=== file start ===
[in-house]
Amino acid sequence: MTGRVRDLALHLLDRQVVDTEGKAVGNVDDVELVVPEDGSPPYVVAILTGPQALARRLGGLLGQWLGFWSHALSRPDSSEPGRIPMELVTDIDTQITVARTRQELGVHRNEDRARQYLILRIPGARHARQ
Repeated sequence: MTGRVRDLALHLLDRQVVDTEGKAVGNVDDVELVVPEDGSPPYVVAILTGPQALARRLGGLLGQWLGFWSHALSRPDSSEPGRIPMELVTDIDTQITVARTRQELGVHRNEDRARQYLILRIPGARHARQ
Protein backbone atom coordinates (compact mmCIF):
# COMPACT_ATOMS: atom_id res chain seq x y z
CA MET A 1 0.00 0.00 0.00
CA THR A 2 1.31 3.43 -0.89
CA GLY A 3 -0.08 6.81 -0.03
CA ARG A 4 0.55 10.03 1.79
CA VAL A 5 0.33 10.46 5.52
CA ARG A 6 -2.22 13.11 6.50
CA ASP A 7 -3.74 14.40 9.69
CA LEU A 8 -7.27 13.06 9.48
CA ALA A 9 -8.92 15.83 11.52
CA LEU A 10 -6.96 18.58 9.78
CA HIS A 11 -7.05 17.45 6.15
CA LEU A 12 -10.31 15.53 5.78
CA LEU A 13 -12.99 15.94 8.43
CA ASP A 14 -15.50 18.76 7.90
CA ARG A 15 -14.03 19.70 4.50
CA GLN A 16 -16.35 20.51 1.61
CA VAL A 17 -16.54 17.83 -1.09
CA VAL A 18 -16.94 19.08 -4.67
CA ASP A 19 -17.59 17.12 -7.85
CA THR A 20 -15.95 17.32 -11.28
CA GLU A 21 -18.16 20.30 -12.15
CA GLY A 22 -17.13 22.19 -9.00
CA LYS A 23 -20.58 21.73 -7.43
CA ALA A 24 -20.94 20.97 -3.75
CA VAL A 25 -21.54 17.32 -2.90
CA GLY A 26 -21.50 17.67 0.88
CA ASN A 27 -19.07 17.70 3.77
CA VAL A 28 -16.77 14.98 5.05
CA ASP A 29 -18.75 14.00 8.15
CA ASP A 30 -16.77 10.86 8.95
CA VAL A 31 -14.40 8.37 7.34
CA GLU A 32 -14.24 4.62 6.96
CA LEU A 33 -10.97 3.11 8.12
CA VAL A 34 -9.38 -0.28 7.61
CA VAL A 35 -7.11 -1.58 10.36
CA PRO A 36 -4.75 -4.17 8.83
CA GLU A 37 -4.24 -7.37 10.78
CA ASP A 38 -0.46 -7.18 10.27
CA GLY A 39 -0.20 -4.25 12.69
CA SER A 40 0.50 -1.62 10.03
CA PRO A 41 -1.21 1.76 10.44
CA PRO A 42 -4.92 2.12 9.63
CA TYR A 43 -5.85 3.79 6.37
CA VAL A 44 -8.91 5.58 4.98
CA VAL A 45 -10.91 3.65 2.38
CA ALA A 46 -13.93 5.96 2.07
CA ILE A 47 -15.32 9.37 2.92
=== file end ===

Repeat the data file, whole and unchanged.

[in-house]
Amino acid sequence: MTGRVRDLALHLLDRQVVDTEGKAVGNVDDVELVVPEDGSPPYVVAILTGPQALARRLGGLLGQWLGFWSHALSRPDSSEPGRIPMELVTDIDTQITVARTRQELGVHRNEDRARQYLILRIPGARHARQ
Repeated sequence: MTGRVRDLALHLLDRQVVDTEGKAVGNVDDVELVVPEDGSPPYVVAILTGPQALARRLGGLLGQWLGFWSHALSRPDSSEPGRIPMELVTDIDTQITVARTRQELGVHRNEDRARQYLILRIPGARHARQ
Protein backbone atom coordinates (compact mmCIF):
# COMPACT_ATOMS: atom_id res chain seq x y z
CA MET A 1 0.00 0.00 0.00
CA THR A 2 1.31 3.43 -0.89
CA GLY A 3 -0.08 6.81 -0.03
CA ARG A 4 0.55 10.03 1.79
CA VAL A 5 0.33 10.46 5.52
CA ARG A 6 -2.22 13.11 6.50
CA ASP A 7 -3.74 14.40 9.69
CA LEU A 8 -7.27 13.06 9.48
CA ALA A 9 -8.92 15.83 11.52
CA LEU A 10 -6.96 18.58 9.78
CA HIS A 11 -7.05 17.45 6.15
CA LEU A 12 -10.31 15.53 5.78
CA LEU A 13 -12.99 15.94 8.43
CA ASP A 14 -15.50 18.76 7.90
CA ARG A 15 -14.03 19.70 4.50
CA GLN A 16 -16.35 20.51 1.61
CA VAL A 17 -16.54 17.83 -1.09
CA VAL A 18 -16.94 19.08 -4.67
CA ASP A 19 -17.59 17.12 -7.85
CA THR A 20 -15.95 17.32 -11.28
CA GLU A 21 -18.16 20.30 -12.15
CA GLY A 22 -17.13 22.19 -9.00
CA LYS A 23 -20.58 21.73 -7.43
CA ALA A 24 -20.94 20.97 -3.75
CA VAL A 25 -21.54 17.32 -2.90
CA GLY A 26 -21.50 17.67 0.88
CA ASN A 27 -19.07 17.70 3.77
CA VAL A 28 -16.77 14.98 5.05
CA ASP A 29 -18.75 14.00 8.15
CA ASP A 30 -16.77 10.86 8.95
CA VAL A 31 -14.40 8.37 7.34
CA GLU A 32 -14.24 4.62 6.96
CA LEU A 33 -10.97 3.11 8.12
CA VAL A 34 -9.38 -0.28 7.61
CA VAL A 35 -7.11 -1.58 10.36
CA PRO A 36 -4.75 -4.17 8.83
CA GLU A 37 -4.24 -7.37 10.78
CA ASP A 38 -0.46 -7.18 10.27
CA GLY A 39 -0.20 -4.25 12.69
CA SER A 40 0.50 -1.62 10.03
CA PRO A 41 -1.21 1.76 10.44
CA PRO A 42 -4.92 2.12 9.63
CA TYR A 43 -5.85 3.79 6.37
CA VAL A 44 -8.91 5.58 4.98
CA VAL A 45 -10.91 3.65 2.38
CA ALA A 46 -13.93 5.96 2.07
CA ILE A 47 -15.32 9.37 2.92